The Only True Church
So what do we mean? Frankly I doubt that we are usually sure. What we say has a liturgical and rhetorical meaning as much as or more than a referential one. We mean at least to show our loyalty to the LDS Church and the importance that our membership has to us. We mean to avow that the LDS Church is unlike other churches in significant ways. Those liturgical and rhetorical meanings are important, not to be depreciated. Yet I think we also mean more.
It seems to me that the phrase "true church" means what it does as a parallel to Old Testament phrases like "true God." The Hebrew word used in the latter phrase is emet: firm, established, faithful, reliable.
On that parallel, besides all of the other things implied when we say that the LDS Church is the true church, we testify that it has been established by God. We say that it is firm, faithful, reliable as the bearer of God's word.
But to say that is not to say that no other churches could have been established by him or that none other is faithful. If, as the First Presidency's message avers, God has also revealed some measure of his word to others, including non-Christians, then there is an important sense in which he has also established the churches (using the term broadly) of those who have received his light.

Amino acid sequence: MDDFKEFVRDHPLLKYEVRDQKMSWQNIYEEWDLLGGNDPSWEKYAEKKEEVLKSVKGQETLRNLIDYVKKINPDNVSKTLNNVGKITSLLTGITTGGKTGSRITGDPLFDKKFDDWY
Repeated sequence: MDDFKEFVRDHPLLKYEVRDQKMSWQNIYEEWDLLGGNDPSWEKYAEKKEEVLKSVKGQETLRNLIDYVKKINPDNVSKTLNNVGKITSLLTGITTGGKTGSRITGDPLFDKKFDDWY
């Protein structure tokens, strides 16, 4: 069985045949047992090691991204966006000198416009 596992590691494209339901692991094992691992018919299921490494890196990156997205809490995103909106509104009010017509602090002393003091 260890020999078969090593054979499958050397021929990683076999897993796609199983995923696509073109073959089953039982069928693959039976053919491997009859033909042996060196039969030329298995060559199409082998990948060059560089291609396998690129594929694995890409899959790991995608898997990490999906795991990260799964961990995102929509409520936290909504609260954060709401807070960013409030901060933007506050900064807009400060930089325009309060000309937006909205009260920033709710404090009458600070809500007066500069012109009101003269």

To say that the LDS is the true Church is to say that, as established, firm, and reliable as other churches may be, the LDS Church is the most established, reliable, and firm church given by God.
That may also be an arrogant claim. If so, we will have to live with it. God's chosen people have lived with that supposed arrogance for millennia, not as special people chosen out of the rest so much as those chosen as priests for the rest of us (Ex. 19:6).
Mormons, too, will have to learn to live among their friends believing that God has chosen to use them as a special vehicle for his revelations and authority and priesthood. The LDS Church is not the only vehicle, but the Mormon testimony is that of all the ways in which God has revealed himself in the world, he has nowhere more fully done so than in The Church of Jesus Christ of Latter-day Saints.
James Faulconer is a Richard L. Evans Professor of Religious Understanding at Brigham Young University, where he has taught philosophy since 1975.